In the Movie "Playing by Heart" the setting is very important. The movie can be best described as a jigsaw puzzle. All the pieces are scattered and you can't tell what it is from one piece, but as things start coming to together in the end everything starts to make sense. Also like a puzzle, everyone's relationship is broken, she's lost, he has aids, he's has no imagination, she's cheating on him, he's dieing and wanted to cheat on her, she's so busy she can't love him… each one mentioned is a deferent character. In the end, it's a family.
In the movie "Shrek" there are many cases of irony. The irony being that Shrek is an Ogre, which typically makes him the bad guy, but he's not he's the hero. Also the princess is an Ogre too. The curse that was put on her was thought to be her ugly looks, Shrek: born that way, Princes: cursed. Finally, in the end she realizes that she was born ugly and the curse was a pretty face and a tight body. Also there's a donkey, who's funny, his girl friend is a giant lizard that flies, commonly known as a Dragon.
In the book "mere Christianity", by C. S. Lewis, Lewis attempts to tackle the arguments that have been and ever will be made on important basic issues in reference to Christianity. He begins by intellectually disproving every argument he ever heard of or thought of himself before and after he was saved. Most remember able statement was on an atheist that held his watch up toward God, saying "You've got five minutes to kill me or you don't exist", Lewis remarked "How arrogant that man is to think he can exhaust God's everlasting patients in five minutes." People said, Amen.
In the TV show "Friends" the characters are the most important. The success of the TV show coincides with the viewers being able to relate. If they can't relate or want to then they won't watch. That is why Family shows aren't as successful as they were, because families don't watch TV together anymore. Every room in the house has a TV. Therefore, the show does not have to have the same appeal, meaning Mom, Dad, Bro and Sis can all watch their own programs. The show Friends hits the largest census; everyone has friends even if they are cats…
The TV Show "Seinfeld" owes its success to its ability to recreate the odd things we do or people do to us. One comedian surrounded by a bunch of weirdoes. The formula is a success even if you don't like the show. Perspective plays a huge role in Seinfeld, because it superimposes one character's point of view in a humorous way on to your point of view. There is heavy amount of irony in character George, because he is so picky in a woman even though he's, well, who he is. Success does not make you a good person/ show.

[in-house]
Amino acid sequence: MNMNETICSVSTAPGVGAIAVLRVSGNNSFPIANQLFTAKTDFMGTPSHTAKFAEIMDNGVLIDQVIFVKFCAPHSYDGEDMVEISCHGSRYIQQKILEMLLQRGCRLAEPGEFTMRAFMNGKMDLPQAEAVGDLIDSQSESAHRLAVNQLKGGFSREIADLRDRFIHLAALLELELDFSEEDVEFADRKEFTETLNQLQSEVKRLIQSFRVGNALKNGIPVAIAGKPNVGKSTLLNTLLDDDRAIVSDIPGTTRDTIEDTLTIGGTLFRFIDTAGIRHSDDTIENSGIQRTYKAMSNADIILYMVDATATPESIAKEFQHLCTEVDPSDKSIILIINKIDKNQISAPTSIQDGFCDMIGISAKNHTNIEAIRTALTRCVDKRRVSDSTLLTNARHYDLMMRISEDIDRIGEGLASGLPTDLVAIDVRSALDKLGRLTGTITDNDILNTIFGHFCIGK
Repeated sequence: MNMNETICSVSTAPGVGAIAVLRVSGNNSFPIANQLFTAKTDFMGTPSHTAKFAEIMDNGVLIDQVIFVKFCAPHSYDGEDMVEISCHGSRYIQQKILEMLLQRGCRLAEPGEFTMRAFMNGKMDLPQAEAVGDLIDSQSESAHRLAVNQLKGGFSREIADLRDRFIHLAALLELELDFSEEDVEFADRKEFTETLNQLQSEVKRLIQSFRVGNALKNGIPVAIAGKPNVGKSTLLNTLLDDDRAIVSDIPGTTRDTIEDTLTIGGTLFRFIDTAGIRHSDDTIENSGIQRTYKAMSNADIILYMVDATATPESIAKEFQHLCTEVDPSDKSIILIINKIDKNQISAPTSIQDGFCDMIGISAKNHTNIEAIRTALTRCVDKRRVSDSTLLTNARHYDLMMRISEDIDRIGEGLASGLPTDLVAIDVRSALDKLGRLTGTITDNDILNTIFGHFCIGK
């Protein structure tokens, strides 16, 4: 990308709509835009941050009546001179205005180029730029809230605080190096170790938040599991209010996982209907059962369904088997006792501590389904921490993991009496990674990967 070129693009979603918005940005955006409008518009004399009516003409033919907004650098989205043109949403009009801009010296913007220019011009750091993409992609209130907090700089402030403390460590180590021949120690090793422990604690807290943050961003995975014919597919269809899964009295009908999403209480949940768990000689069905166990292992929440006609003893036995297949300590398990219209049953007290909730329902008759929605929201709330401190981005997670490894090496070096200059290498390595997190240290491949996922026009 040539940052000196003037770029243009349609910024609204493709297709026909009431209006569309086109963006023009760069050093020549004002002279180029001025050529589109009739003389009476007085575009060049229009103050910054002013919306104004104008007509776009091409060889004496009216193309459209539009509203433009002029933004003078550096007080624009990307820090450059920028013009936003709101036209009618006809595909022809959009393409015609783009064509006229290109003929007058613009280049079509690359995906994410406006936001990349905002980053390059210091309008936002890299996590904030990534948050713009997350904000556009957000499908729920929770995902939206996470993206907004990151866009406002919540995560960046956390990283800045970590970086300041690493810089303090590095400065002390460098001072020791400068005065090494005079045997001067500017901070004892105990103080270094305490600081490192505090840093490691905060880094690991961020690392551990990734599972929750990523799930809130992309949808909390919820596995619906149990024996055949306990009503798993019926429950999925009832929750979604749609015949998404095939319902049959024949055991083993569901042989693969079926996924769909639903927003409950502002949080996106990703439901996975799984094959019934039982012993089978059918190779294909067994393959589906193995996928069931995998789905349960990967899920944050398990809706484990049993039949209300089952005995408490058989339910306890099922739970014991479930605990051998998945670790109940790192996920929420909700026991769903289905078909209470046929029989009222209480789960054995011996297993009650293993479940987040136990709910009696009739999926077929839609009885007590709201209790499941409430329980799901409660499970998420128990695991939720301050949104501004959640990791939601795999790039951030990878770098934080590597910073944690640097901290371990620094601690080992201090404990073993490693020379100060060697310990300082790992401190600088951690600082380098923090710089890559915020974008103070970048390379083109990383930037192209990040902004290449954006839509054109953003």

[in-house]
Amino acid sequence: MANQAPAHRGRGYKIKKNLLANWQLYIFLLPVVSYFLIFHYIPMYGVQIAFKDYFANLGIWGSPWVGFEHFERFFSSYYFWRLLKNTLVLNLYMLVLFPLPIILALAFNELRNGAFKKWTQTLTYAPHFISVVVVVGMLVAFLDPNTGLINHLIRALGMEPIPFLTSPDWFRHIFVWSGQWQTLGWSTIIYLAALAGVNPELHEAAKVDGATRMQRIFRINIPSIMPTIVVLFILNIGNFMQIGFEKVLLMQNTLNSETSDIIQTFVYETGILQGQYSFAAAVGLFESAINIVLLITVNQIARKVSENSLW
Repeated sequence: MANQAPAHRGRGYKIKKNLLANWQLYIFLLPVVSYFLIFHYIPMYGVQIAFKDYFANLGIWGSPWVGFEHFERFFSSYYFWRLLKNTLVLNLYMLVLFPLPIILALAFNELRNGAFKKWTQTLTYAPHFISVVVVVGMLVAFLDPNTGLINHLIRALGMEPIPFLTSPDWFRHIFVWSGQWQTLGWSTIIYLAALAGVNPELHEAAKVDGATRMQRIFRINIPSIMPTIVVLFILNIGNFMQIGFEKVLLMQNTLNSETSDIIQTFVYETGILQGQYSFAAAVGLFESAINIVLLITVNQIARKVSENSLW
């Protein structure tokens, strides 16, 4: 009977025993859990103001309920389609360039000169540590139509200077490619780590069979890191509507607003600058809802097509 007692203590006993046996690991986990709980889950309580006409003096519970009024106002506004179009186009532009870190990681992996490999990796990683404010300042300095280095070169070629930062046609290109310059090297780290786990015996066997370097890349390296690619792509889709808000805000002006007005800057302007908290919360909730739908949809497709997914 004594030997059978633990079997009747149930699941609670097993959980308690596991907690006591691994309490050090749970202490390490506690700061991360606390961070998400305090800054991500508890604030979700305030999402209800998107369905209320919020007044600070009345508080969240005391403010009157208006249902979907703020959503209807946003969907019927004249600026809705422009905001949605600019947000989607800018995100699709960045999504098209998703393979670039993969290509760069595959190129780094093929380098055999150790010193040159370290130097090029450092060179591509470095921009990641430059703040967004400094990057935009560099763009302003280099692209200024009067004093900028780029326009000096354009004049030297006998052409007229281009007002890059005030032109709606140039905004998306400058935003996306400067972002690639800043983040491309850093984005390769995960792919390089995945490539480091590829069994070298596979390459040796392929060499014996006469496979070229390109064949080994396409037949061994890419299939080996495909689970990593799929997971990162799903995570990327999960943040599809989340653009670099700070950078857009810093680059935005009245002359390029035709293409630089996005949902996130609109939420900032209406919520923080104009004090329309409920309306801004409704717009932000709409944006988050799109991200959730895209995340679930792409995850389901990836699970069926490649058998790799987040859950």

In Chopin's "The Story of an Hour" the reader response will vary depending on the reader's personal experiences. If a man that loves his wife were to read this story, he would probably think low of Mrs. Mallard, because of her response to the news of her husband's death. Yet, if a woman that is in an abusive relationship with a man would read this story her response would be satisfactory, know that Mrs. Mallard is now truly free from what seemed to her to be an oppressive relationship. Chopin's narration, being limited omniscient, is key for this open interpretation.
Faulkner's "Rose for Emily" cannot be classified as a Ghost Story. Ghost stories have ghost. Emily and Homer where not ever mentioned as ghost. When they died, they stayed dead. The house was not haunted by any spirits (except for the smell of a decomposing body). Maybe if someone were to continue on the story, then maybe there would be evidents of Ghosts. A good title for that would be "For Emily Rose". As Faulkner's story is, it is not a Ghost story. It can be better described as a Horror story. Emily should be cast on "Six Feet Under".
In God's "Bible" you can find the word of God. There are many verses, parables and stories from history. The words can change there meaning with every revision of any verse. The Word almost seems to be living. One day a verse means one thing to me. Then the next day it can mean something else. The Word seems to support me in every change or situation in my life. It perfectly relates to God and his characteristics, therefore it must be God. John1:1:In the beginning was the Word; and the Word was with God, and the Word was God.